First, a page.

96th St. Subway Station and Sidewalk Reduction Moving Ahead

The MTA held a public hearing this week on the proposed $80 million overhaul of the 96th street subway station, one of the system’s oldest stations. While the new subway station looks great, the plan includes the nibbling away of 8 feet of much-needed sidewalk space on either side of Broadway while adding an additional turning lane for motor vehicles.

Second Avenue Sagas reports:

The new structure will be fifty feet south of the current entrances and in the center of Broadway. The MTA claims that the two out of every three passengers who have to wait at a red light to cross Broadway will be delayed a whopping 26 seconds.

As a native of the Upper West Side, though, I’m much more concerned with the decrease in available sidewalk space. The new plans call for moving Broadway nine feet on either direction to compensate for the wider island in the center of Broadway. While the sidewalks would be 15 feet wide, that’s a big decrease from their current width of 23 feet.

But the benefits of the station house should outweigh one shorter block. It will be easier and faster to enter one of the more crowded stations on the West Side. Meanwhile, above ground, the station will resemble the new structure at 72nd St. The same firm is signed on for this project, and the plans call for a wider median with a seating area at 96th St. leading to the station entrance in the middle of the block.

Check out Clarence Eckerson’s StreetFilm, The Sidewalk Nibblers, so named for this Jane Jacobs quote:

"Erosion of cities by automobiles entails so familiar a series of events that they hardly need describing. The erosion proceeds as a kind of nibbling."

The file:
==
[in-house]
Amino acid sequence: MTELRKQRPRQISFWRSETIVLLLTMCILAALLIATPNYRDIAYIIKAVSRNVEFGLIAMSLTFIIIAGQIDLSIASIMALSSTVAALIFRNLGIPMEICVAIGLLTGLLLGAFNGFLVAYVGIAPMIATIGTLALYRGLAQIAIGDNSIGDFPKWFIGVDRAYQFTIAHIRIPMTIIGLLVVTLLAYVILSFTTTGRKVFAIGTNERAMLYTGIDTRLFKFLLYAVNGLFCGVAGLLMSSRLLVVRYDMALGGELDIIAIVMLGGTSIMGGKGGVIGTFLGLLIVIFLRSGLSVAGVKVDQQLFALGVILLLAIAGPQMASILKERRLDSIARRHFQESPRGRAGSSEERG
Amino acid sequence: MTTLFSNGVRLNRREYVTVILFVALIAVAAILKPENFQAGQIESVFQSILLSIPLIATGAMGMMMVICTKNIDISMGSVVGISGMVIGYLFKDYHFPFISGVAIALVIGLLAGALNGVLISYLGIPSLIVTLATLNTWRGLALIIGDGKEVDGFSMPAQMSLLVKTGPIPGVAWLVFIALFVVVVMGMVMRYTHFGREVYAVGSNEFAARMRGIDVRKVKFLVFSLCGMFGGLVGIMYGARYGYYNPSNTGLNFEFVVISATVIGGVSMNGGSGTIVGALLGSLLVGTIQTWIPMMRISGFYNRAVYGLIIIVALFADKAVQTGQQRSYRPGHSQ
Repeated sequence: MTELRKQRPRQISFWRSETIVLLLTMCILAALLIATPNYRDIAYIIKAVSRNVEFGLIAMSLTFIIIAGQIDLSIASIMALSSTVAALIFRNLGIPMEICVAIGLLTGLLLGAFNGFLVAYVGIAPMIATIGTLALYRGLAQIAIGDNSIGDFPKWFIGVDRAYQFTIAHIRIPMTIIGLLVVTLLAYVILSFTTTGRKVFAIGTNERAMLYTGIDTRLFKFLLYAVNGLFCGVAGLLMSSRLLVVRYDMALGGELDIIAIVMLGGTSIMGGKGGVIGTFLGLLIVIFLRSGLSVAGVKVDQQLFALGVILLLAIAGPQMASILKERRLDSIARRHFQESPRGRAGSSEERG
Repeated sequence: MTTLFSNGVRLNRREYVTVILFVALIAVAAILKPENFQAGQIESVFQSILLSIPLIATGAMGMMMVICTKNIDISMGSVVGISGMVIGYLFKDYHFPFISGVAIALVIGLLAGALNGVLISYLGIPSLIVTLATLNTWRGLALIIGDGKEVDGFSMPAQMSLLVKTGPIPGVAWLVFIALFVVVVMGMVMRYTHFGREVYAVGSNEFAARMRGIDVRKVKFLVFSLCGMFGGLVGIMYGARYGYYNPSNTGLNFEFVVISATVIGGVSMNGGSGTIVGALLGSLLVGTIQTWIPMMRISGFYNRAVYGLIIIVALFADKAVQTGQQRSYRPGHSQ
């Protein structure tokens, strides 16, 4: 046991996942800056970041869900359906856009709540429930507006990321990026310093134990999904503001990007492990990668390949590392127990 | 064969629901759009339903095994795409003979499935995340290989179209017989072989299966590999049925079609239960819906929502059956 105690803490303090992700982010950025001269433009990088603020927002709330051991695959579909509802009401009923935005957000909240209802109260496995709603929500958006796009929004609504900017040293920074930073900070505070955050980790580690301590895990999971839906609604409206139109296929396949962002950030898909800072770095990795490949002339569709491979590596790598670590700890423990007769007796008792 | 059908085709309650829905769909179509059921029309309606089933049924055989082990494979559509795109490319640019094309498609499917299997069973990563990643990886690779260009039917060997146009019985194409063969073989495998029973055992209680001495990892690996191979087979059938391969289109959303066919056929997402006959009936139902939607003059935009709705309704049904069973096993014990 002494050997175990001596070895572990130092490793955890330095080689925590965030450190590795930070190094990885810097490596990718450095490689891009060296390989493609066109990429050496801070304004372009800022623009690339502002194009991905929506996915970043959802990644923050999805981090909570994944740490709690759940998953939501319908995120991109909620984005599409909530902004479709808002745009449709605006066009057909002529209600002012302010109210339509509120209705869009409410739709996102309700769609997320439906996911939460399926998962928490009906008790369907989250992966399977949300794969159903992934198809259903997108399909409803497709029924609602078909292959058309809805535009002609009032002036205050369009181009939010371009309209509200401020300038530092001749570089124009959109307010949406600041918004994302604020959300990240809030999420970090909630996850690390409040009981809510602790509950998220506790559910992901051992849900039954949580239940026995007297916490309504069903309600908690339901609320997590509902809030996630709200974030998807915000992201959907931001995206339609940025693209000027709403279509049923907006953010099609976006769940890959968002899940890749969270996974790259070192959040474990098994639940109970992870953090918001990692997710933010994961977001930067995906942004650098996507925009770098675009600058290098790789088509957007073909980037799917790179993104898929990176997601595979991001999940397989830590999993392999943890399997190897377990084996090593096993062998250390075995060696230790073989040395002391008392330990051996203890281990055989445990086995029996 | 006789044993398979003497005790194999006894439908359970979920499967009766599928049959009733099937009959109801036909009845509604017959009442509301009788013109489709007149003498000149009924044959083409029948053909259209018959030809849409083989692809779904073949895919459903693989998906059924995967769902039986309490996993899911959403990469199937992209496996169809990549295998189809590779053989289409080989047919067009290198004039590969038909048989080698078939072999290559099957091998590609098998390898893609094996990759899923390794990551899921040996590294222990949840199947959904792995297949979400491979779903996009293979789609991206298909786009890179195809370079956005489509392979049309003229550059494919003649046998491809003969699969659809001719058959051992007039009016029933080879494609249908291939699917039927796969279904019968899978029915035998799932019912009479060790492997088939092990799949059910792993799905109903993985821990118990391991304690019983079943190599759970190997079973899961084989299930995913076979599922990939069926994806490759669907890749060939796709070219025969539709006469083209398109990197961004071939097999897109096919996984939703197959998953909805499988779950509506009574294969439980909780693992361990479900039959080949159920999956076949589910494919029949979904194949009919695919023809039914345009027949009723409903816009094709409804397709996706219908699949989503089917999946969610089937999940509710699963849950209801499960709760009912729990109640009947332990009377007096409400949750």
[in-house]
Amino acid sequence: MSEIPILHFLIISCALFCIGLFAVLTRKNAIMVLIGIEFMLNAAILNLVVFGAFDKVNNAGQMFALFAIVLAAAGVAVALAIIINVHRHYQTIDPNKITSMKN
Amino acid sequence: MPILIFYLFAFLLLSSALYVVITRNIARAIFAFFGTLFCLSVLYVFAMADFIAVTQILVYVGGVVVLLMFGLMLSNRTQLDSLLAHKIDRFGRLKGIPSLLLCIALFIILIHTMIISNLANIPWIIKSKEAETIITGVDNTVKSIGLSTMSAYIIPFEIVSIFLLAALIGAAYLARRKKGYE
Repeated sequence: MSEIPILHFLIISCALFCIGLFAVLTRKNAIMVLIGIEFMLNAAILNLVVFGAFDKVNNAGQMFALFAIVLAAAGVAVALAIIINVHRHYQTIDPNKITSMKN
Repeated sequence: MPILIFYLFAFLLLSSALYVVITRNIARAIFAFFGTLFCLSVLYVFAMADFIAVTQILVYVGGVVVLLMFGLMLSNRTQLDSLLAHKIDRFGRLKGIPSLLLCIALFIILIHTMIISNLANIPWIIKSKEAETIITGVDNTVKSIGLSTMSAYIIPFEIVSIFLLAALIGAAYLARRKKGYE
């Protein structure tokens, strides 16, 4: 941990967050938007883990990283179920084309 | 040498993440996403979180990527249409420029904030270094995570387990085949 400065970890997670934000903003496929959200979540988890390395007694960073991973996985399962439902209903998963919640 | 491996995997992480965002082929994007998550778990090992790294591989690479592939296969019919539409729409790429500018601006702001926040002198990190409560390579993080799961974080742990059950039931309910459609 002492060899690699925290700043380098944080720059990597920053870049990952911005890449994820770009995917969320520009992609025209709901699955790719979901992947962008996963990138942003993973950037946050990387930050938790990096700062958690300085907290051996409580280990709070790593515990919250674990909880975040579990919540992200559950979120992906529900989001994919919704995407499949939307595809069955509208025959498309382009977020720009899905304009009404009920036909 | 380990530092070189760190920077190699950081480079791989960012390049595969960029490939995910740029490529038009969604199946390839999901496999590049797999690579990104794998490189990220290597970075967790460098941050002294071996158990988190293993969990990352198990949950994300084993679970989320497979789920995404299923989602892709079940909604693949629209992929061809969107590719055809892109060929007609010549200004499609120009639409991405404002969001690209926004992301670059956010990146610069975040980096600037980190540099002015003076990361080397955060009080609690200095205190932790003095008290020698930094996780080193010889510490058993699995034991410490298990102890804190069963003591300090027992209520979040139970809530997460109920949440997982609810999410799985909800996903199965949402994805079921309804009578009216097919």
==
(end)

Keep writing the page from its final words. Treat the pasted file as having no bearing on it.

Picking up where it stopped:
• Steve

    I use buses and the subway at 96th and Broadway regularly. There no question that it is an extremely congested spot for pedestrian and vehicular traffic alike. I agree that the red-light delay to get to the new station on the median is not an issue–that delay is more than offset by the ability to access both uptown and downtown trains without using an underpass. Also, I found that on an average morning I could walk the block on 96th from Amsterdam to Broadway at a comfortable pace more quickly than the bus could travel that same block. Some kind of traffic fix for the vehicular congestion was needed. The problem is that the planners apparently didn’t even consider traditional decongestion measures such as restricting turns at 96th and Broadway; they just gave away part of the sidewalk to make way for turning bays.

  • rhubarbpie

    It’s a huge mistake to reduce sidewalk space at this block, and a clear and unnecessary concession to the automobile at a very congested pedestrian location.

    The 26-second delay is disturbing too. Look at what happens at 72nd Street, and you’ll see pedestrians running across the street all the time against the light because they understandably don’t want to wait for vehicles.

    I don’t think it’s likely to change, though I would hope the new transportation commissioner would review this decision, largely a result of city DOT input.

  • Brian

    There’s also a bus stop in front of the Citibank at the northeast corner of 96th and Broadway. If that bus stop stays there on the 15-foot sidewalk, it will eat up at least 8 feet of sidewalk from the back wall of the bus shelter to the curb, leaving little space to pass. With the Ariel buildings and other developments in the 96th-Columbia corridor, we need more sidewalk space, not less. Some activists should paint the sidewalk’s 9′ on either side or put up cones and ropes to show people where they won’t be able to walk. It would take that for people to wak up and realize how bad an idea it is to eat away the sidewalk. If I only had the time….


The 96th Street Sidewalk Nibblers

Enjoy the new Clarence Eckerson film, "The Sidewalk Nibblers." "Erosion of cities by automobiles entails so familiar a series of events that they hardly need describing. The erosion proceeds as a kind of nibbling."  –Jane Jacobs The New York City Department of Transportation and MTA recently announced plans for a big, new subway station with elevators in […]

Wider Sidewalks Coming to Flushing’s Crowded Main Street

Main Street in Flushing gets more foot traffic than anywhere else in New York after Times Square, but its sidewalks are too narrow to handle all those people. So later this month, the city will begin expanding the sidewalks on four blocks of Main Street, Council Member Peter Koo, DOT, and the Department of Design and […]